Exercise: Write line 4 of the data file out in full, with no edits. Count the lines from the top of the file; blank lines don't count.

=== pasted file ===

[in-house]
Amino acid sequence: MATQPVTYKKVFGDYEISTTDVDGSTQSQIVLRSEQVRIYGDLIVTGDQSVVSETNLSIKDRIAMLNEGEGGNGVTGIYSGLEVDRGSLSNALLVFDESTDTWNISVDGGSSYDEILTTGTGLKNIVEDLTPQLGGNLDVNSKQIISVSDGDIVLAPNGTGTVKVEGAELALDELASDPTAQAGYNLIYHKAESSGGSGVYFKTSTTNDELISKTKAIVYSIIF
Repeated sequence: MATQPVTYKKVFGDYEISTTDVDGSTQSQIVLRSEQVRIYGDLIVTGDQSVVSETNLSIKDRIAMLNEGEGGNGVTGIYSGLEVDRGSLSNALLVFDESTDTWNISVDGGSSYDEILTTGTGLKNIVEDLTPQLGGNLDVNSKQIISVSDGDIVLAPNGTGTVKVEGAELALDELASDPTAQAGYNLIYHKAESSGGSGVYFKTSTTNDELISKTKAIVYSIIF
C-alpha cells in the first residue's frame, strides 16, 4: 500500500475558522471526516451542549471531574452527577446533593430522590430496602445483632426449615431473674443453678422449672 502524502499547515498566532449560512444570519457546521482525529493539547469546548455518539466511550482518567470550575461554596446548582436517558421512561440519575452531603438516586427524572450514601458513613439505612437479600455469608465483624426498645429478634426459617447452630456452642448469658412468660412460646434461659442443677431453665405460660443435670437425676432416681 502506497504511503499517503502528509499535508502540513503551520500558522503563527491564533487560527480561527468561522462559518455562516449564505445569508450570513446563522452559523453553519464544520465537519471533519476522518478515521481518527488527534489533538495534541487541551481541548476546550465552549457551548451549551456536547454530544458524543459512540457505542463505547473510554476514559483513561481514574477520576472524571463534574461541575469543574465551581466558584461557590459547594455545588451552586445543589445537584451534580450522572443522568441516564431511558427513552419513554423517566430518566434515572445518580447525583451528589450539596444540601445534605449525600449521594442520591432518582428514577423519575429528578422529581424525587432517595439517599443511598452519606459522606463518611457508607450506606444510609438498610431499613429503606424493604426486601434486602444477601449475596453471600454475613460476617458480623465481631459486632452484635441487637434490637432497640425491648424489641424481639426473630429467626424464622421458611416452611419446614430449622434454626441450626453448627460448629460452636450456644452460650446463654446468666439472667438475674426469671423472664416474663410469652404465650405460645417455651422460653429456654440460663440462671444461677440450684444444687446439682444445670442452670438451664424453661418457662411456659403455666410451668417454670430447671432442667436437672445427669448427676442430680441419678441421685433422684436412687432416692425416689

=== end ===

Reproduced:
C-alpha cells in the first residue's frame, strides 16, 4: 500500500475558522471526516451542549471531574452527577446533593430522590430496602445483632426449615431473674443453678422449672 502524502499547515498566532449560512444570519457546521482525529493539547469546548455518539466511550482518567470550575461554596446548582436517558421512561440519575452531603438516586427524572450514601458513613439505612437479600455469608465483624426498645429478634426459617447452630456452642448469658412468660412460646434461659442443677431453665405460660443435670437425676432416681 502506497504511503499517503502528509499535508502540513503551520500558522503563527491564533487560527480561527468561522462559518455562516449564505445569508450570513446563522452559523453553519464544520465537519471533519476522518478515521481518527488527534489533538495534541487541551481541548476546550465552549457551548451549551456536547454530544458524543459512540457505542463505547473510554476514559483513561481514574477520576472524571463534574461541575469543574465551581466558584461557590459547594455545588451552586445543589445537584451534580450522572443522568441516564431511558427513552419513554423517566430518566434515572445518580447525583451528589450539596444540601445534605449525600449521594442520591432518582428514577423519575429528578422529581424525587432517595439517599443511598452519606459522606463518611457508607450506606444510609438498610431499613429503606424493604426486601434486602444477601449475596453471600454475613460476617458480623465481631459486632452484635441487637434490637432497640425491648424489641424481639426473630429467626424464622421458611416452611419446614430449622434454626441450626453448627460448629460452636450456644452460650446463654446468666439472667438475674426469671423472664416474663410469652404465650405460645417455651422460653429456654440460663440462671444461677440450684444444687446439682444445670442452670438451664424453661418457662411456659403455666410451668417454670430447671432442667436437672445427669448427676442430680441419678441421685433422684436412687432416692425416689